Federal “assistance” to the states currently accounts for 30 percent of state budgets, on average. Since the early 1980s, the federal government has transferred about 15 percent of its budget to the states, which is almost as much as the federal deficit in an average year. Why does the federal government borrow so much money, only to transfer it to the states? Do the states really need that much help?
They don’t. States have their own taxing authority. The real reason for federal “assistance” lies in the conditions that come attached to it, which allow the feds to dictate state policies and even what the states do with large chunks of their own money. The result is a massive increase in real federal control and real federal spending — entirely behind the scenes.
If Federal assistance programs to State and local governments are to achieve their goals, more is needed than money alone. Effective organization, management and administration are required at each level of government. These programs must be carried out jointly; therefore, they should be worked out and planned in a cooperative spirit with those chief officials of State, county and local governments who are answerable to their citizens.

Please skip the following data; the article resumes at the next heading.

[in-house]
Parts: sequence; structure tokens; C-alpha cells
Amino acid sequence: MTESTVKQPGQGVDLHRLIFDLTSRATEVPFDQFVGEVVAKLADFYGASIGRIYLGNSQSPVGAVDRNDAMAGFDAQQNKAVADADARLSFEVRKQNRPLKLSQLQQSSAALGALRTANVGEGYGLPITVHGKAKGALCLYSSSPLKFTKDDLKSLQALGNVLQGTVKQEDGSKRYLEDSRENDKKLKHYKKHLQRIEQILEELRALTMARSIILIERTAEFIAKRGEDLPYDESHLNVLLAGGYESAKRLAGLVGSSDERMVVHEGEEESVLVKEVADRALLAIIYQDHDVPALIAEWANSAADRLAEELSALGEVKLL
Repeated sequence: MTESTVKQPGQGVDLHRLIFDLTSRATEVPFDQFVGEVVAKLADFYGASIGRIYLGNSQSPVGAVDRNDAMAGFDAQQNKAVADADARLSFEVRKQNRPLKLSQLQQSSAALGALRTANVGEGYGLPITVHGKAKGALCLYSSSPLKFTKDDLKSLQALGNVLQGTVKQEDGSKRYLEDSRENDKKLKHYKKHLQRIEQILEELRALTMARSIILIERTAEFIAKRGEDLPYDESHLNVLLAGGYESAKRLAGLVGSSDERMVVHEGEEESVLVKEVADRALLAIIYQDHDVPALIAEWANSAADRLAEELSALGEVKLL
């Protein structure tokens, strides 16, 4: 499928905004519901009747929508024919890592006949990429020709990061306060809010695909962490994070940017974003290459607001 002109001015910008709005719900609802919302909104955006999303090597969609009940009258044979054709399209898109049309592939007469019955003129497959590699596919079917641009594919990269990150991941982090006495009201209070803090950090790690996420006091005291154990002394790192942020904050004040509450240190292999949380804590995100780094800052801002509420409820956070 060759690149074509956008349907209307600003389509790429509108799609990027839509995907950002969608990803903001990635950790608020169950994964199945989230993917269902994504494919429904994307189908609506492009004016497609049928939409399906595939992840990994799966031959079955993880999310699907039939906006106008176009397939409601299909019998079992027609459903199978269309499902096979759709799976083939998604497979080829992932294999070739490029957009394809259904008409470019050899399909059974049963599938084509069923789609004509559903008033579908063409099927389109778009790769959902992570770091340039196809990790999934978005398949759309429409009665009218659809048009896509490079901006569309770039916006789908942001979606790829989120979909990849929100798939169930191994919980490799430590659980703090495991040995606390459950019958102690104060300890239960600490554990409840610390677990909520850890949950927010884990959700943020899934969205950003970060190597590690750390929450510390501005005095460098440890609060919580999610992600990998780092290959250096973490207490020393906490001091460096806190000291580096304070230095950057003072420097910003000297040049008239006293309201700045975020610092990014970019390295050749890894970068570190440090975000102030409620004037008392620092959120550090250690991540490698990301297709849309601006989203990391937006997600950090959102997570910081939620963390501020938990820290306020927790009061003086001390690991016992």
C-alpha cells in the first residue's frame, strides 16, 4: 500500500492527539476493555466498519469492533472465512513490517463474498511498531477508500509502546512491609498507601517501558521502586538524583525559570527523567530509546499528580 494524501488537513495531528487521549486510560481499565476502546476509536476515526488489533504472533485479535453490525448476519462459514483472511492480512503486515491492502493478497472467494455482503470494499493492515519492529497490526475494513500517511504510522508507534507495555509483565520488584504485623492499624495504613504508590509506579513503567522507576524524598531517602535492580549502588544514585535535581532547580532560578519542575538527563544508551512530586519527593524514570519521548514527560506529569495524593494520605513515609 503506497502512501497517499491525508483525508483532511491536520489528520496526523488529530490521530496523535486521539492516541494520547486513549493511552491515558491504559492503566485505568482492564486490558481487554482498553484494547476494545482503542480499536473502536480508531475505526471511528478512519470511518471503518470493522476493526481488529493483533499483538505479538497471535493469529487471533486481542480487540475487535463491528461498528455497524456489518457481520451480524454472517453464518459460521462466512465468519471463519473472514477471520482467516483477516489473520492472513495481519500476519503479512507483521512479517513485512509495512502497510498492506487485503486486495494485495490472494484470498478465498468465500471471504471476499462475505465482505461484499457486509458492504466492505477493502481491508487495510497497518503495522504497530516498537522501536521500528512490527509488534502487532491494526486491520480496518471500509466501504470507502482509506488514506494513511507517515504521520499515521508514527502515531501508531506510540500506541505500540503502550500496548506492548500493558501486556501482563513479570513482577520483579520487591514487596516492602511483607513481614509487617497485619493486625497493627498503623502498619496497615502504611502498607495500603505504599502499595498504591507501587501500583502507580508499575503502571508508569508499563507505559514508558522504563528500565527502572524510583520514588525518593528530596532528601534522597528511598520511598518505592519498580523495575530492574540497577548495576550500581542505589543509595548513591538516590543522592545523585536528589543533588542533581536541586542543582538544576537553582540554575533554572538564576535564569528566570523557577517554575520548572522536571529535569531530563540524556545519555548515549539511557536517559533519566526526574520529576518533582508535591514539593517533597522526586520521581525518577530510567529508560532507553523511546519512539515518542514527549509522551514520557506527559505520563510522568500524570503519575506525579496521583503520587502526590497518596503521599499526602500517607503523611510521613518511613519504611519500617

For practical reasons, Washington needed — and still needs — the offices of state governments to administer federal programs, in part because the programs are not basic or simple at all but byzantine and abstruse. The “cooperative spirit” touted by Johnson has turned out to be a chimera. State and local officials have so little control over programs like Medicaid that they cannot really be held accountable by voters, who, as Loyola and Epstein explain, are really “just deciding which local officials get to implement the dictates of distant and insulated federal bureaucrats.”